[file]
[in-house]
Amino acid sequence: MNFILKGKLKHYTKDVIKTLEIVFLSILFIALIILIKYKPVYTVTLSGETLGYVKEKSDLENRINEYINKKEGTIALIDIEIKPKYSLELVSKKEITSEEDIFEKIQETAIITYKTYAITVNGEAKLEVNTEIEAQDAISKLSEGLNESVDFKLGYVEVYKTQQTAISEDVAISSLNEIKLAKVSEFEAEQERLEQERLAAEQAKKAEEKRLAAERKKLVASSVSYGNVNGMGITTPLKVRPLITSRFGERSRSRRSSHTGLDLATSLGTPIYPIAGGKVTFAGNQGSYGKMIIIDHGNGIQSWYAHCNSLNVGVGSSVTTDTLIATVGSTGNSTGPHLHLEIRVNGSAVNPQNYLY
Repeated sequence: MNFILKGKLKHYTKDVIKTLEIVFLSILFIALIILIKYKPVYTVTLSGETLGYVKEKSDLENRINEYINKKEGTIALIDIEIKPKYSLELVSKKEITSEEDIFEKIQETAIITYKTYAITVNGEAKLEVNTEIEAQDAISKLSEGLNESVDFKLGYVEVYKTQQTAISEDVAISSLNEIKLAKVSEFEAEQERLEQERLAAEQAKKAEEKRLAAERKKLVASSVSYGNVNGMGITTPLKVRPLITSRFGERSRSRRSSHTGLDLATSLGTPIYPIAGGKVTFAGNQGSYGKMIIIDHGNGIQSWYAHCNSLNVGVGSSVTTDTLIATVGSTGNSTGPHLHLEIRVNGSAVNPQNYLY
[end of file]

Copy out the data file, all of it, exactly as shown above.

[in-house]
Amino acid sequence: MNFILKGKLKHYTKDVIKTLEIVFLSILFIALIILIKYKPVYTVTLSGETLGYVKEKSDLENRINEYINKKEGTIALIDIEIKPKYSLELVSKKEITSEEDIFEKIQETAIITYKTYAITVNGEAKLEVNTEIEAQDAISKLSEGLNESVDFKLGYVEVYKTQQTAISEDVAISSLNEIKLAKVSEFEAEQERLEQERLAAEQAKKAEEKRLAAERKKLVASSVSYGNVNGMGITTPLKVRPLITSRFGERSRSRRSSHTGLDLATSLGTPIYPIAGGKVTFAGNQGSYGKMIIIDHGNGIQSWYAHCNSLNVGVGSSVTTDTLIATVGSTGNSTGPHLHLEIRVNGSAVNPQNYLY
Repeated sequence: MNFILKGKLKHYTKDVIKTLEIVFLSILFIALIILIKYKPVYTVTLSGETLGYVKEKSDLENRINEYINKKEGTIALIDIEIKPKYSLELVSKKEITSEEDIFEKIQETAIITYKTYAITVNGEAKLEVNTEIEAQDAISKLSEGLNESVDFKLGYVEVYKTQQTAISEDVAISSLNEIKLAKVSEFEAEQERLEQERLAAEQAKKAEEKRLAAERKKLVASSVSYGNVNGMGITTPLKVRPLITSRFGERSRSRRSSHTGLDLATSLGTPIYPIAGGKVTFAGNQGSYGKMIIIDHGNGIQSWYAHCNSLNVGVGSSVTTDTLIATVGSTGNSTGPHLHLEIRVNGSAVNPQNYLY